South Korean floating offshore wind brings heavy hitters to town
South Korean floating offshore wind projects have prompted the likes of Technip Energies to secure pole position in the market. The company has signed a collaboration memorandum of understanding with infrastructure provider Young Chang and heavy lifting solutions provider Sarens.
The cooperation covers the development of an integrated solution to provide floating wind turbine marshalling and integration services, using Young Chang’s Shinan yard and Sarens’ capabilities in heavy lifting and engineered transport. The agreement is key for unlocking and supporting the ambition to start up the floating offshore wind industry in South Korea, the company said.
Willy Gauttier, VP Floating Offshore Wind of Technip Energies, said, “We are pleased to join forces with Young Chang and Sarens for our floating wind projects in South Korea. The complementary nature of the three parties will enable us to offer our customers the possibility of integrating turbines on our floaters at Young Chang’s Shinan yard. This agreement illustrates our commitment to solving integration challenges in our floating offshore wind business.”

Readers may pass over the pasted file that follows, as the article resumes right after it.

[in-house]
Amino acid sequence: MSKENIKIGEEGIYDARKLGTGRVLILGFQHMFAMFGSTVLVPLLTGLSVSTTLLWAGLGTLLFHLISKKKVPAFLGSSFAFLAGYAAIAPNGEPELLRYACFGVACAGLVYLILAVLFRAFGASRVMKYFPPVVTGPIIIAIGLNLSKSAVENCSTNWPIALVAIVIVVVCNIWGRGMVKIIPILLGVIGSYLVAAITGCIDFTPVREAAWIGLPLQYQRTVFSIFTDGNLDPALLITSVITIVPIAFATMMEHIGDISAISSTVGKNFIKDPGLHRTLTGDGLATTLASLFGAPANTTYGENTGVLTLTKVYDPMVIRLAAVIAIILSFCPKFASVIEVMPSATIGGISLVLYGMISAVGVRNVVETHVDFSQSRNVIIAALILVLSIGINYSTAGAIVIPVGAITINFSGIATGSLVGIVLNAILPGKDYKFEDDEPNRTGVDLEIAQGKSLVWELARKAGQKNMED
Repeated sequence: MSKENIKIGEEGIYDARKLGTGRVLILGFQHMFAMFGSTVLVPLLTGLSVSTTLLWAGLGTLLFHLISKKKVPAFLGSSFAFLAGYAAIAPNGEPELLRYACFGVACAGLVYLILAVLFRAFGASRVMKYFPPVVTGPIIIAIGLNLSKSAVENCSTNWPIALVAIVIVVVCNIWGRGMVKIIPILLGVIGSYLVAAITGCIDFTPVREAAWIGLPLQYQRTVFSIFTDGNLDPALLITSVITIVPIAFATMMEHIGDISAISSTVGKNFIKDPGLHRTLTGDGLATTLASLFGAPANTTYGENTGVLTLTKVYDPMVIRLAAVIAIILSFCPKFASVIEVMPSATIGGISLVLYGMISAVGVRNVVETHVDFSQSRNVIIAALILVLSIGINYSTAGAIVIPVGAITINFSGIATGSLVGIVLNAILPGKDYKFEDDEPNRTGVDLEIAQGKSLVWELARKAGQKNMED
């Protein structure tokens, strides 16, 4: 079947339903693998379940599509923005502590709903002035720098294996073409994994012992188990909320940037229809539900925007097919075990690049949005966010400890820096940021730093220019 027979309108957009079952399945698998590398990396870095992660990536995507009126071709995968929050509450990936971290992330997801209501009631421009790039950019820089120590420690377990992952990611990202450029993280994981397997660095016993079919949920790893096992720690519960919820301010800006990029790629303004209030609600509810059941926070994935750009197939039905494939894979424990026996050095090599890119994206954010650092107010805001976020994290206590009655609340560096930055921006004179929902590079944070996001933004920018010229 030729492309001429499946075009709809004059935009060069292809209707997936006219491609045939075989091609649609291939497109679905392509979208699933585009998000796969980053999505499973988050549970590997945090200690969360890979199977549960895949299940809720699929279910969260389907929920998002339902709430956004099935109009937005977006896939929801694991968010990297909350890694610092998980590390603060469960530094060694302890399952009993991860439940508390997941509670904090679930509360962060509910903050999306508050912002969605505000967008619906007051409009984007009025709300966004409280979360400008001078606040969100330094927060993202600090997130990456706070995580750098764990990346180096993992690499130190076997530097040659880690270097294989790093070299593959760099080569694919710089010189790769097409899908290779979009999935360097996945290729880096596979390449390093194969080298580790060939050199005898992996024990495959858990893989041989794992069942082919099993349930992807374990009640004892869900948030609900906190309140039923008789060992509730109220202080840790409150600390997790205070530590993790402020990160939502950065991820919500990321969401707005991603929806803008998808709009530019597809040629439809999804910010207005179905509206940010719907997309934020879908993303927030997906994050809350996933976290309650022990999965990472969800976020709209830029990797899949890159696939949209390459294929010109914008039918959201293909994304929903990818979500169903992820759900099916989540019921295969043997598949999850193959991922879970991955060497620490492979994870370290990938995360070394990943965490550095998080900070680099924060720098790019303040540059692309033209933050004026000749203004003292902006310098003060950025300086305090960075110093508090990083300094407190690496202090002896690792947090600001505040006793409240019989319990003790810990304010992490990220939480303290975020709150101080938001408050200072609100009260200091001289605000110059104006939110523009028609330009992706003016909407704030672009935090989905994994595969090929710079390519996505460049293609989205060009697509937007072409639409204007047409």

“We are delighted to collaborate with Technip Energies and Sarens as one team to provide a complete service for marshalling and integration activities relating to floating offshore wind power projects. With Technip Energies’ project leadership and Sarens’ mobilization capacity, we will focus on Korean market first and look forward to other global opportunities,” added Gill-Sik Park, CEO of Young-Chang Heavy Industry.
Under its Renewable Energy 3020 Plan, South Korea aims to add 16.5 GW of new wind power to its energy mix by 2030, bringing the total wind production capacity to 17.7 GW, or 28 per cent of the country’s energy mix. Out of this figure, 12 MW is set to come from offshore wind sources, according to the data from the Ministry of Trade, Industry and Energy.